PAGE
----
The effect of youth training on labour market state transition processes, wage expectations and search elasticities : a matching approach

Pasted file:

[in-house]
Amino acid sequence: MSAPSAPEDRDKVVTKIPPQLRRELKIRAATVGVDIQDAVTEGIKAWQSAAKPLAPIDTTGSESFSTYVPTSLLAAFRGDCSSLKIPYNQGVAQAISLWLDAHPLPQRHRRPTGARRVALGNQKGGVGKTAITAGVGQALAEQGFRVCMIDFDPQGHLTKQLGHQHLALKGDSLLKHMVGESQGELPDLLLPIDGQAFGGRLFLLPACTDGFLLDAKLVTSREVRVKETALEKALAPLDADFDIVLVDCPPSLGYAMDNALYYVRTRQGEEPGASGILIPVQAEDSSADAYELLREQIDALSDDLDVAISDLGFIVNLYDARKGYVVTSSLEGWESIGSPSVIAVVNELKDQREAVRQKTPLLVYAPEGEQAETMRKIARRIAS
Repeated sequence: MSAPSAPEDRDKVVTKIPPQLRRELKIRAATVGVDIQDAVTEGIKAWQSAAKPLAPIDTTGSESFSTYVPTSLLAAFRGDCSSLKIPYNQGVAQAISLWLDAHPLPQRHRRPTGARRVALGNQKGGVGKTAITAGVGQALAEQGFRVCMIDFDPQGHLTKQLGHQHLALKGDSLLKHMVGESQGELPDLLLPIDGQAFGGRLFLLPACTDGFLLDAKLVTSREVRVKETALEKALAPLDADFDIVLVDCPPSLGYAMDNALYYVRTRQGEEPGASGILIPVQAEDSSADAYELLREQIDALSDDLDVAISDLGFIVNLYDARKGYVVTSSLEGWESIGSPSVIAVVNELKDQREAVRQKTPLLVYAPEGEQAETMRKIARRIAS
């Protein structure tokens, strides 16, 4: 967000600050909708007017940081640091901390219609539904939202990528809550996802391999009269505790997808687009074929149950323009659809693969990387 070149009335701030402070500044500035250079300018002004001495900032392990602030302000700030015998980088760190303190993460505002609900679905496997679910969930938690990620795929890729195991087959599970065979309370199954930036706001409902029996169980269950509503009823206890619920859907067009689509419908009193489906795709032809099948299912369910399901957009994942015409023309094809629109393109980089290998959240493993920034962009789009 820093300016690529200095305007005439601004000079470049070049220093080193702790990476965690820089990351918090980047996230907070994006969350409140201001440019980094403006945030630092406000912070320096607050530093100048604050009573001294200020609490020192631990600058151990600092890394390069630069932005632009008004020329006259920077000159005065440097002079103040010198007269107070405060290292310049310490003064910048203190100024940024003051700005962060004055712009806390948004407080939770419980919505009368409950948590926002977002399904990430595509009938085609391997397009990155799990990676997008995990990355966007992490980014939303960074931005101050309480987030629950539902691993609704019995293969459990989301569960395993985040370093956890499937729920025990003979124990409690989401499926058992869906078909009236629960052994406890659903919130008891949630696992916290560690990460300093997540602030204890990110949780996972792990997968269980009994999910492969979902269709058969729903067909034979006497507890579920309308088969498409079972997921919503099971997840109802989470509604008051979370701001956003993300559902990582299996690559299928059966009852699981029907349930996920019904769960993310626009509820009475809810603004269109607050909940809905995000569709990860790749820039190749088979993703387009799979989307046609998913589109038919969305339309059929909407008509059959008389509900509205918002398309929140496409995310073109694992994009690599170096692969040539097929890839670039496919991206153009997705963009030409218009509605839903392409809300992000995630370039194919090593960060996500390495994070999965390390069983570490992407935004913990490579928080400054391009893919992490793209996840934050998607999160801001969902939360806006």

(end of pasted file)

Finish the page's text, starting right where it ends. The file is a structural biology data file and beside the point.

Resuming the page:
During the 1980's, unemployed school leavers were encouraged to undertake a period of government sponsored training as a potential stepping stone into work. One such programme was the Youth Training Scheme (YTS), which operated from 1981 to 1994. The effectiveness of such schemes has long been questioned. This work presents an investigation into YTS scheme effectiveness in which we compare estimated labour market elasticities of people with YTS experience against those without. We acknowledge the existence of inherent differences between the two groups which could act to bias our conclusions, then attempt to account for these using matching methods. In an experiment designed to assess a treatment effect, "independent" individuals who do not receive the treatment are usually used as a control group. Econometricians seldom have such experimental data due to the interference of self selection. One way to allow for the bias introduced by self selection is to use a matching algorithm. The purpose of the matching algorithms we employ is to produce a synthetic control group of individuals who have not experienced training but who are similar to the YTS participants. Having produced various matched datasets, we recalculate the elasticities of an optimal job search model to ascertain whether there is still evidence of a treatment effect when comparing like with like. In contrast to previous research, we also make allowance for the changing nature (heterogeneity) of the YTS scheme over time. We compare different matching methods and assess their relative performance. Observations lying beyond the region of overlapping support are shown to cause a degradation in nearest neighbour matching performance. Kernel based procedures are employed using the full range of the bandwidth parameter on which they rely. In the final part of this work we widen our field of vision to include the unemployment to work transition process. We present results which support the hypothesis of different YTS treatment effects in each generation of YTS.